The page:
Natsal-3 collected information about abortion through a pregnancy history in the CASI section of a face-to-face questionnaire. Women were asked:
‘Have you ever been pregnant?’ If yes, then: ‘How many times have you been pregnant?’ For each pregnancy in turn: ‘What was the outcome of that pregnancy?’ If outcome was ‘I had a termination or abortion’, then: ‘How old were you when this happened?’
FECOND also collected information about abortion as part of a pregnancy history through a telephone-administered questionnaire. Women who had ever had sex were asked:
‘Have you ever been pregnant, whether the pregnancy ended in a miscarriage, birth, termination or abortion, extrauterine pregnancy or anything else?’ If yes, then: ‘(Besides your current pregnancy), how many times have you been pregnant, no matter how the pregnancy ended?’ For each pregnancy in turn: ‘How did this pregnancy end?’ If with a termination/abortion’, then: ‘When [on what date – month/year or year only] did this pregnancy end?’
Natsal-2 and Natsal-3 were conducted on the comparable populations at two different points in time, allowing us to compare reporting under two methodologies. However, aspects other than those associated with methodology may have changed in the 10 years between the two surveys, including the extent of stigma surrounding abortion and inclination to participate in surveys. Abortion data in Natsal-3 and FECOND, both conducted at the same point in time,were collected through a pregnancy history, allowing a comparison between two country contexts with similar methodology. The wording of the pregnancy-history module varied slightly between Natsal-3 and FECOND, and an additional difference is that in Natsal-3, data on abortion were collected through a self-completion module of a face-to-face interview, while FECOND was administered by telephone.
A summary of the study designs and data collection in the three surveys is shown in table 1.
By law, all abortions must be recorded in Britain and France. Recording is considered complete for all years since abortion was legalised in Britain, and from 2002 onwards in France,21 although in both countries recording captures only abortions that take place through a facility. We compared abortion rates estimated from each survey with those calculated from routinely-collected data in the year preceding the survey, in Britain and France.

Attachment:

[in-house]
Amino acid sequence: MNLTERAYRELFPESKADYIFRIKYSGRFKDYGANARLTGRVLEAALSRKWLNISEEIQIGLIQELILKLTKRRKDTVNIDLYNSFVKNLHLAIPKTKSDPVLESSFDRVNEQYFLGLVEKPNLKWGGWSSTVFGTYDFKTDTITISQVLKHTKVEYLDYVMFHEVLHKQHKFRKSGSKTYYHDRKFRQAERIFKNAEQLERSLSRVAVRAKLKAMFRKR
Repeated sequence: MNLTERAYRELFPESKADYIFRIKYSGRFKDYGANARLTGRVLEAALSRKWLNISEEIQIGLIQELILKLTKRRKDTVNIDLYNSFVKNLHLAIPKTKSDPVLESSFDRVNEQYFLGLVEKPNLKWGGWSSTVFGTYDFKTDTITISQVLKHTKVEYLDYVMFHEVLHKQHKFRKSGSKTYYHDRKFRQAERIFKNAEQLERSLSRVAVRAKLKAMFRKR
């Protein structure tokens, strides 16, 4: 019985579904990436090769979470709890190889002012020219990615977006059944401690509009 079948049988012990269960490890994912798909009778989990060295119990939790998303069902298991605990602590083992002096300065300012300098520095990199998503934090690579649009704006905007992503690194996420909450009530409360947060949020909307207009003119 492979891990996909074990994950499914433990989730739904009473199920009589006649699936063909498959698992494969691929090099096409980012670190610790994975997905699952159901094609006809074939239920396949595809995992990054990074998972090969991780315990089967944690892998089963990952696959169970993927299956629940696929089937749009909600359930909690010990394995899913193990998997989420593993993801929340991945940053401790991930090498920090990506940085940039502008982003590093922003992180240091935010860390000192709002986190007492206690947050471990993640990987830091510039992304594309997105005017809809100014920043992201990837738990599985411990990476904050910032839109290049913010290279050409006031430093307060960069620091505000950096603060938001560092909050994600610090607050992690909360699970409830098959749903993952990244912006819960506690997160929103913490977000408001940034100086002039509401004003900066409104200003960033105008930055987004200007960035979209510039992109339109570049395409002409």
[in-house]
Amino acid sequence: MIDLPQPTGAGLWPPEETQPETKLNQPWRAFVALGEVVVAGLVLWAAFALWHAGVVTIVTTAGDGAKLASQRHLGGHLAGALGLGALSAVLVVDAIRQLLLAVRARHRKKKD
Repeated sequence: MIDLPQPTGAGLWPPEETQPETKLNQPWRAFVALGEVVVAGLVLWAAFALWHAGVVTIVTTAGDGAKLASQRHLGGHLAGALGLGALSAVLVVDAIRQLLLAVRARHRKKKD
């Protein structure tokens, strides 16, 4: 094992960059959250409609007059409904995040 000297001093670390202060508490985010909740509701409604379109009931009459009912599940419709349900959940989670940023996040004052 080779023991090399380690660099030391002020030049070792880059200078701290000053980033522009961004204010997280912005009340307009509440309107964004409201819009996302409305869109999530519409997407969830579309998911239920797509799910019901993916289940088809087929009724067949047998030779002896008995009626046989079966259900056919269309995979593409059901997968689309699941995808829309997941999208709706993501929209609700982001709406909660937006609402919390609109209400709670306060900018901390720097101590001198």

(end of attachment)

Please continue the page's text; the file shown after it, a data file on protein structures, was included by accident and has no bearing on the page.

To calculate the extent of underreporting of abortions in the three surveys, we replicated the methods of Copas et al 4 in their methodological paper examining reporting of sexual behaviours and outcomes. We estimated the abortion rate for each age group and all women by calculating the proportion of women in each age group plus 1 year who reported an abortion at a year younger than their current age. For example, the estimated abortion rate among 16–19-year-olds is the proportion of women aged 17–20 years in the survey reporting an abortion aged 1 year younger than their current age, multiplied by 1000 to obtain a rate per 1000 women. It should be noted that these figures are approximations; as we do not have exact dates of events in all three surveys and rely on reported ages, it is not possible to know exactly whether an abortion took place within the last year. Women with missing data on pregnancy outcome or age at last abortion were excluded from the denominator, as we could not determine whether they had an abortion during the relevant time period. As the age range in Natsal-2 was restricted to 16–44-year-olds, we doubled the weights applied to 44-year-olds in this survey, effectively generating a group of 45-year-olds, under the assumption that abortion rates among 43-year-olds and 44-year-olds in the survey are similar.22 Due to the limited information collected in routine statistics, we could not assess reporting by other characteristics, for example, income, education, or social class.1